The Iraq war -- 11 years later

By the way, yesterday was the 11th anniversary of the Iraq war. And as we’ve written before, it’s undoubtedly the most consequential political event during that time span. It explains why Barack Obama sits in the Oval Office; it helps explain why the American public has largely tuned out Syria’s civil war and why there’s so little appetite for intervention in foreign wars; and it marks the beginning of the pessimistic funk the country has been in over the past 10 years. As our NBC/WSJ poll shows, the last time a plurality of Americans said the county was headed in the right direction was in 2004 -- just before the Iraq war turned into a quagmire. And we’ve yet to recover from the downward trend. The collective belief that going into Iraq was a mistake has also handcuffed American foreign policy now as politically it seems there are options (be them on Syria or Ukraine) that really aren’t viable for the president given the public’s lack of appetite for any international interventions.

Paul Ryan confronted in Wisconsin over “inner cities” remark

House Budget Committee Chairman Paul Ryan (R-WI) was confronted during a listening session in Racine, Wisconsin Wednesday by a constituent who said Ryan’s recent comments regarding inner city men and poverty appeared to him to be racial, NBC’s Frank Thorp and Luke Russert report. Alfonso Gardner, an African-American man from Mount Pleasant, Wisconsin, asked Ryan about his remarks on Bill Bennett’s radio show last week where he said there was a “tailspin of culture, in our inner cities in particular, of men not working and just generations of men not even thinking about working or learning to value the culture of work.” “The bottom line is this: Your statement wasn’t true, that’s a code word for black,” Gardner told Ryan, referring to his use of the term “inner city.” Ryan responded saying, “there was nothing whatsoever about race in my comments at all, it had nothing to do with race… Sometimes when you’re on radio you try to take a bunch of ideas and collapse it into a couple sentences and you oversimplify, and it can be misinterpreted, that’s what’s happened here,” Ryan said. But Gardner would not accept the congressman’s explanation. “If you didn’t mean this, you wouldn’t have said it, OK? People don’t say something that they don’t mean.” Ryan responded: “You don’t know me so you don’t know who I really am,” he said, “Race has nothing to do with this. This is about getting people to work, and this is about making sure that we can actually fight poverty more effectively.”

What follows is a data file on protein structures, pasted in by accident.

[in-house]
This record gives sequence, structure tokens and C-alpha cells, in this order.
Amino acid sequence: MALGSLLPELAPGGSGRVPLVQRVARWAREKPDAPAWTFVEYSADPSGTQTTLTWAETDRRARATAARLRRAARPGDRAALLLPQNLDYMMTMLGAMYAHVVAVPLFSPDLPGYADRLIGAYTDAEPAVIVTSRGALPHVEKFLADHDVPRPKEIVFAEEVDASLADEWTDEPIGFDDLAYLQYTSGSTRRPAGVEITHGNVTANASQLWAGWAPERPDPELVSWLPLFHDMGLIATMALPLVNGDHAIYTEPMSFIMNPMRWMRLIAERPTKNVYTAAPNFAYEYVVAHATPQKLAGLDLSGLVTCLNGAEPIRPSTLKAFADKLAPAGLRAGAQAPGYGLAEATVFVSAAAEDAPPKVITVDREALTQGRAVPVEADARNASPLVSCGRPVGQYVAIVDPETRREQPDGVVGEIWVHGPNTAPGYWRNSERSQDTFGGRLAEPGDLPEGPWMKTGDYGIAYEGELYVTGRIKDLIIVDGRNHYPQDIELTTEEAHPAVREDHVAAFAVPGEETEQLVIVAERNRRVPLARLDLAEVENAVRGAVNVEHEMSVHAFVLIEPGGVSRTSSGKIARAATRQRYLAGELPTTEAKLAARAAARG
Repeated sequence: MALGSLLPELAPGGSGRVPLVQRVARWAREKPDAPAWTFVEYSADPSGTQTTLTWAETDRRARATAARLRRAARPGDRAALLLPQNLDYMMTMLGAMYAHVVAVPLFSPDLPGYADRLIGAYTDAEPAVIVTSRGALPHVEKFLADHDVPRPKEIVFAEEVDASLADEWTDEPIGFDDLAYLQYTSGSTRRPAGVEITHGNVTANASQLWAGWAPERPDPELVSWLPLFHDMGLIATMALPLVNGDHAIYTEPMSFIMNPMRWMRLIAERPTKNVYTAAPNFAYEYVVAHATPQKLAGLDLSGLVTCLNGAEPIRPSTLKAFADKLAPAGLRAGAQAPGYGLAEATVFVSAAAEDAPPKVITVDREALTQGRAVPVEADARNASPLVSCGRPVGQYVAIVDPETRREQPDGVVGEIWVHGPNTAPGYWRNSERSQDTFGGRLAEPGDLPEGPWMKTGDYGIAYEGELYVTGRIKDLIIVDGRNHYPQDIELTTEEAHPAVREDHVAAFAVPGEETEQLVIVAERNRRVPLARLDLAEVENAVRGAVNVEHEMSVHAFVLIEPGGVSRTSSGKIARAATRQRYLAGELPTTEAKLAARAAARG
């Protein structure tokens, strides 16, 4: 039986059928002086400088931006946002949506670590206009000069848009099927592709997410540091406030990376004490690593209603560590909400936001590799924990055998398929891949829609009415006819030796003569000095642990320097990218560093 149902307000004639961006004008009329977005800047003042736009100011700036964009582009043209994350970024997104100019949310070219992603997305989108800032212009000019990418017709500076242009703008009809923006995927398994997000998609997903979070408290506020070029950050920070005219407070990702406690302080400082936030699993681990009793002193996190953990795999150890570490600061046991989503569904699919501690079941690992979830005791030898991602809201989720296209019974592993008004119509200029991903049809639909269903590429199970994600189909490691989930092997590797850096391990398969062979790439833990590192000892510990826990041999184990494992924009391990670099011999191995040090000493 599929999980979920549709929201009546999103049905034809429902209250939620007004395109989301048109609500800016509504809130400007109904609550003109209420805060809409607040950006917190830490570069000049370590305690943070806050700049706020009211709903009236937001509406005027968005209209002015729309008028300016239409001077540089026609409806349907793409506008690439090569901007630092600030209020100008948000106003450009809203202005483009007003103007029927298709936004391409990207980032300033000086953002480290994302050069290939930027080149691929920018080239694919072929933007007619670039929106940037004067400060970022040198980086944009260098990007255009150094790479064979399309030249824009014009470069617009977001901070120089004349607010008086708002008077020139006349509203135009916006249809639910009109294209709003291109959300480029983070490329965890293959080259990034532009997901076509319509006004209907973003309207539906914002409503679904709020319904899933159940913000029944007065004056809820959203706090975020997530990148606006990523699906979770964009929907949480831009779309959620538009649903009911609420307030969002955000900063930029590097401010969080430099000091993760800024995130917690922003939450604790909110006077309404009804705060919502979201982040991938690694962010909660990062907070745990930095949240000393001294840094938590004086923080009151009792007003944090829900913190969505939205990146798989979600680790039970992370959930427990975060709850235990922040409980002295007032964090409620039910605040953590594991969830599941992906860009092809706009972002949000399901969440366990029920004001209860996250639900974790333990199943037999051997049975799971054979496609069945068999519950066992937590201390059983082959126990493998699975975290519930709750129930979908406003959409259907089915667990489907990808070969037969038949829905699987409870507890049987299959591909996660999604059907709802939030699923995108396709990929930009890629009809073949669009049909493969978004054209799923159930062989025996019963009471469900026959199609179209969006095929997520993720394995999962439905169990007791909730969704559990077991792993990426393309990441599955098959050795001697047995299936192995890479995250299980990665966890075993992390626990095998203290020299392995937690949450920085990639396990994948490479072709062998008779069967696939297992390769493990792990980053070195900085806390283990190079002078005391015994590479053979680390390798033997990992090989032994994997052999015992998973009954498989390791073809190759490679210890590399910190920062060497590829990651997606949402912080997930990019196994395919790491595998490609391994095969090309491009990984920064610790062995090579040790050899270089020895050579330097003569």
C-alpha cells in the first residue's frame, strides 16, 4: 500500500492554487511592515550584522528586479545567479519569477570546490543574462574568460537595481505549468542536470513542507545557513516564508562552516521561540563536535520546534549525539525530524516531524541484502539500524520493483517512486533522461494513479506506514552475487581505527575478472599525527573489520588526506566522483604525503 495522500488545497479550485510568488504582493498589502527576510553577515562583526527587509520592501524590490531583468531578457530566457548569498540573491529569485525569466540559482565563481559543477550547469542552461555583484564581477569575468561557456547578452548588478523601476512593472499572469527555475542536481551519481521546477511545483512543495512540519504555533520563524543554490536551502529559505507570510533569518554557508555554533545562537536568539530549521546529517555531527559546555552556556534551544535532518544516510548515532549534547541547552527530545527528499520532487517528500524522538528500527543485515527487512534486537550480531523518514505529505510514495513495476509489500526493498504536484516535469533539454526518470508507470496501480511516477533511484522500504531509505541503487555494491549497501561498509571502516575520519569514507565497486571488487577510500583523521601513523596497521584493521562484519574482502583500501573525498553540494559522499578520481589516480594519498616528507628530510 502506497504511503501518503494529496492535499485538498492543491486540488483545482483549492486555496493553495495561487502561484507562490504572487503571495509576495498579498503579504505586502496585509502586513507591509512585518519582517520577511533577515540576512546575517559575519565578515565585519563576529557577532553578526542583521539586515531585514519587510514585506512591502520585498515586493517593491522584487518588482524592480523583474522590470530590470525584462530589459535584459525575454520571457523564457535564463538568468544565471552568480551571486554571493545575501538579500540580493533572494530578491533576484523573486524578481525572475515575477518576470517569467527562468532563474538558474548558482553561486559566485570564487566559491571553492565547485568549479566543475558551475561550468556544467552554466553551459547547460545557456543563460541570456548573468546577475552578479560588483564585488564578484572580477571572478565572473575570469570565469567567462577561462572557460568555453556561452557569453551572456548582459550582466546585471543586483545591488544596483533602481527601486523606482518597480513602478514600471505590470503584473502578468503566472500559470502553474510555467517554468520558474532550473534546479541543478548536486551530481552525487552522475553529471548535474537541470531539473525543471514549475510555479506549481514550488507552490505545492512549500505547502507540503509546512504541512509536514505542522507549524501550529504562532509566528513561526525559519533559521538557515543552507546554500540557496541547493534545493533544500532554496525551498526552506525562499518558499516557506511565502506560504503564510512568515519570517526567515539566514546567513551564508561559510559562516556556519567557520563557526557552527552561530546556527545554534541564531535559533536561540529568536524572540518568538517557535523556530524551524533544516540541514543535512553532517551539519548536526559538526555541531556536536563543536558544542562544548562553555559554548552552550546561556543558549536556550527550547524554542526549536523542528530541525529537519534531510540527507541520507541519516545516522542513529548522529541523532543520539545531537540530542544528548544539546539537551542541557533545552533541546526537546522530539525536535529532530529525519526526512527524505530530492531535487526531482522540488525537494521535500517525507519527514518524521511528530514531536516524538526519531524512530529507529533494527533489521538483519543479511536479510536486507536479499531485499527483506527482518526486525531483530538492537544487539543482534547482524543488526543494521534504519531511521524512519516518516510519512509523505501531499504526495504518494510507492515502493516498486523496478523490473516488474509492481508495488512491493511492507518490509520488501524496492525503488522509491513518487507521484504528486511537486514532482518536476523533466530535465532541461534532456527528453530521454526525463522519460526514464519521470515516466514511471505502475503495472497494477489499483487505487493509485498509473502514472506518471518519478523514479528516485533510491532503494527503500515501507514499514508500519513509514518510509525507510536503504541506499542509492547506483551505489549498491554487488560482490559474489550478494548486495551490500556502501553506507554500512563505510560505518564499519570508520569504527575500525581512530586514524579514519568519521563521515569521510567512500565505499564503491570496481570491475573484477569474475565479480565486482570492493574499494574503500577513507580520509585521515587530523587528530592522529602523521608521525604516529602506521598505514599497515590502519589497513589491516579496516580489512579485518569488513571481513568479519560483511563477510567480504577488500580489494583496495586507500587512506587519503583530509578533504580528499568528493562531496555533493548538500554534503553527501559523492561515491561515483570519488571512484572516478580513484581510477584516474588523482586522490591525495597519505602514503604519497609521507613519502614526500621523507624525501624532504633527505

Ryan to introduce another budget this election year